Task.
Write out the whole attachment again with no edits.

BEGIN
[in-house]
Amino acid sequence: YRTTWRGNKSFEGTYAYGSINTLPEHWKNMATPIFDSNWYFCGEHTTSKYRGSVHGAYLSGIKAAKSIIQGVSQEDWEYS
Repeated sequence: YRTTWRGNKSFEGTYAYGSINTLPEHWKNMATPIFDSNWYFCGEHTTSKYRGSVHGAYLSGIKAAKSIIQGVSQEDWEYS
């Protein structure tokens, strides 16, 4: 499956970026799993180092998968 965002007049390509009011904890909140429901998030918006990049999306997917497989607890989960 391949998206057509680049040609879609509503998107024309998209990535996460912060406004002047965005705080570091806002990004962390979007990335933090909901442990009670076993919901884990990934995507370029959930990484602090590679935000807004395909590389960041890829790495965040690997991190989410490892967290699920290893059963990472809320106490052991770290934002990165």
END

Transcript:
[in-house]
Amino acid sequence: YRTTWRGNKSFEGTYAYGSINTLPEHWKNMATPIFDSNWYFCGEHTTSKYRGSVHGAYLSGIKAAKSIIQGVSQEDWEYS
Repeated sequence: YRTTWRGNKSFEGTYAYGSINTLPEHWKNMATPIFDSNWYFCGEHTTSKYRGSVHGAYLSGIKAAKSIIQGVSQEDWEYS
């Protein structure tokens, strides 16, 4: 499956970026799993180092998968 965002007049390509009011904890909140429901998030918006990049999306997917497989607890989960 391949998206057509680049040609879609509503998107024309998209990535996460912060406004002047965005705080570091806002990004962390979007990335933090909901442990009670076993919901884990990934995507370029959930990484602090590679935000807004395909590389960041890829790495965040690997991190989410490892967290699920290893059963990472809320106490052991770290934002990165």